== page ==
The Dual-Door Group is now available on two- and four-door Jeep Wrangler Sport, Rubicon; Sahara, Rubicon 392, and 4xe models. Factory-option pricing for the U.S.s tarts at $2,350 for the two-door's Dual-Door Group with base-model upper-window assembles while the four-door costs $3,995. Checking the box for the more premium version of the upper-window assemblies moves the price tag up to $2,550 for the two-door and $4,395 for the four-door.

    Warranty coverage for each Dual-Door Group option is included as part of the new-vehicle warranty of three years/36,000 miles.

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    The 2021 Jeep Wrangler Rubicon 392 comes to a dealership near you later this quarter.

    Photo courtesy of Stellantis

    The 2021 Jeep Wrangler Rubicon 392 is the V8-powered Wrangler y'all have been asking for. Now we know how much 470 horsepower under the hood will cost you - $73,500 - and that's before taxes, fees, and any dealership markup.

    With typical Wrangler Rubicon looks on the outside, the Rubicon 392's big selling point is its engine. The 6.4-liter V8 can get from zero to 60 mph in just 4.5 seconds and is paired with an eight-speed automatic transmission.

    Jeep is equipping the Rubicon 392 with a 21.5-gallon fuel tank to help with the thirsty engine's range. To save on fuel, the Rubicon 392 uses cylinder deactivation to switch into four-cylinder mode when the V8 isn't needed.

    2021 Jeep Wrangler Rubicon 392

    Photo courtesy of Stellantis

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    The noise out back is courtesy of a two-mode performance exhaust. A functional air scoop feeds the engine and keeps it cool.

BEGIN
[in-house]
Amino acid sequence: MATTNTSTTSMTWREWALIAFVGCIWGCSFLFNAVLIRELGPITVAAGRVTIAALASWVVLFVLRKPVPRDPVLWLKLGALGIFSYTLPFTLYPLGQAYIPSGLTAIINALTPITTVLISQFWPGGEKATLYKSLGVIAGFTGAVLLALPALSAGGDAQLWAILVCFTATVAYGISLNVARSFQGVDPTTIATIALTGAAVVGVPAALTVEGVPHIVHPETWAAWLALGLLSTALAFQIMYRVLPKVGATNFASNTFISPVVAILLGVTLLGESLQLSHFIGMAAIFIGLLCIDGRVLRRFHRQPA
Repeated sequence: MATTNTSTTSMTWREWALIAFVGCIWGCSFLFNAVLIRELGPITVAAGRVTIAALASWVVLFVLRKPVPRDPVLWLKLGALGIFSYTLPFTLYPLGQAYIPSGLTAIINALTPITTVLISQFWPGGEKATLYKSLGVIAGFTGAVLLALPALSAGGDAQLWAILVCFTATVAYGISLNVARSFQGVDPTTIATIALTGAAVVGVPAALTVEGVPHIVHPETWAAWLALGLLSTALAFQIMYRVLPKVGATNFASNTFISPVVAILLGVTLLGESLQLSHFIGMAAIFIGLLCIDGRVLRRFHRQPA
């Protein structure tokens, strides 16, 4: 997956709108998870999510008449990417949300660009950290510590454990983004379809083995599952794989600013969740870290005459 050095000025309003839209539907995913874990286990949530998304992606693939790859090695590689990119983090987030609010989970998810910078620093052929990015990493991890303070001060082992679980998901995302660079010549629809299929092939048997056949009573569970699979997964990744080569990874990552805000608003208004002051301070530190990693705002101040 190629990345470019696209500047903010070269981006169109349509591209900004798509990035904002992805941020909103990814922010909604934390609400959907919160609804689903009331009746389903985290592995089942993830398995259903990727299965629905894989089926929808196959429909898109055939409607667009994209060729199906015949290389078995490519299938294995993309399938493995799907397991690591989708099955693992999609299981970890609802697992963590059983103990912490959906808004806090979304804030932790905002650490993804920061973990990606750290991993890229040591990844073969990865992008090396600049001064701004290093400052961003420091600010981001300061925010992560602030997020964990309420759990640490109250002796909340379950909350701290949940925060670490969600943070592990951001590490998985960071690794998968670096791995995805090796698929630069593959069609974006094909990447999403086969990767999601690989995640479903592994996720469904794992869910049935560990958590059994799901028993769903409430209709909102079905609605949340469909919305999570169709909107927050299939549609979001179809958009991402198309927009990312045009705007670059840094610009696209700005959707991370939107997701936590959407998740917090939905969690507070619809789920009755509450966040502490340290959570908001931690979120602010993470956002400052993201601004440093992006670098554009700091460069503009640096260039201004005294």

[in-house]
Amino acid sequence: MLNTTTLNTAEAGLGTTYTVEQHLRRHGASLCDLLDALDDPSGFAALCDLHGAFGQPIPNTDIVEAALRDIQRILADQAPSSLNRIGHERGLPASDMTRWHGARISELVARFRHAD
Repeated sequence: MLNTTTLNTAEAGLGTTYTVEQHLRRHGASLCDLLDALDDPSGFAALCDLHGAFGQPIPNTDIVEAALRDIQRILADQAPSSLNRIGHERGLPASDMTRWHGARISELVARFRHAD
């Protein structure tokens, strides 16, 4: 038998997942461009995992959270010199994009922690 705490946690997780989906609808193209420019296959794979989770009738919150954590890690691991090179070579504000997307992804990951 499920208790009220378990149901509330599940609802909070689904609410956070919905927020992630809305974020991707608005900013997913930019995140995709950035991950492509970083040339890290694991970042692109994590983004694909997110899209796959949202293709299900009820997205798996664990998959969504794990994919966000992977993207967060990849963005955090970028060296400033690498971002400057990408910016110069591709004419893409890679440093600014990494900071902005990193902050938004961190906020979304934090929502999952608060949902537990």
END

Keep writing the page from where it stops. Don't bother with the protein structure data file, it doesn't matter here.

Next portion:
All that power requires a stronger frame than the typical Wrangler has. It gets upgraded frame rails, improved cast-iron steering knuckles, and beefier front upper control arms. Stopping power comes from the SUV's larger-than-usual brakes - the Rubicon 392 has 14-inch rotors instead of the Rubicon's typical 13.4-inchers. A 2.0-inch lift is standard.

    Jeep has given the model an Off-Road Plus button that lets you lock the rear of the Wrangler Rubicon 392 while it's in four-wheel drive high gear. This functionality will prove especially helpful to desert trekking enthusiasts who get slippery sand under the tires but have to keep up their forward motion so they don't sink and get stuck.

    It's also Moab-ready. The Wrangler Rubicon 392 doesn't have the Rock-Trac transfer case that's in the typical Rubicon, but it makes up for it with the availability of low-end torque courtesy of the new V8. Add in the standard Select-Trac transfer case, locking rear differentials, and front sway bar disconnect and adventuring on rocks just became more manageable.

    The entire rig rides on 33-inch BF Goodrich KO2 tires that sit at all four corners one 17-inch beadlock-capable tires.

    Jeep has given the SUV 11 features that are normally options on Wrangler, nine color choices for buyers to pick from, and bronze colored accents. At the center of the dashboard is an n8.4-inch infotainment screen that allows Jeep Off-Road Pages to be viewed.

    Mopar will offer factory-based accessories with the model.

    The new Jeep is expected to arrive at dealerships in the first quarter of this year.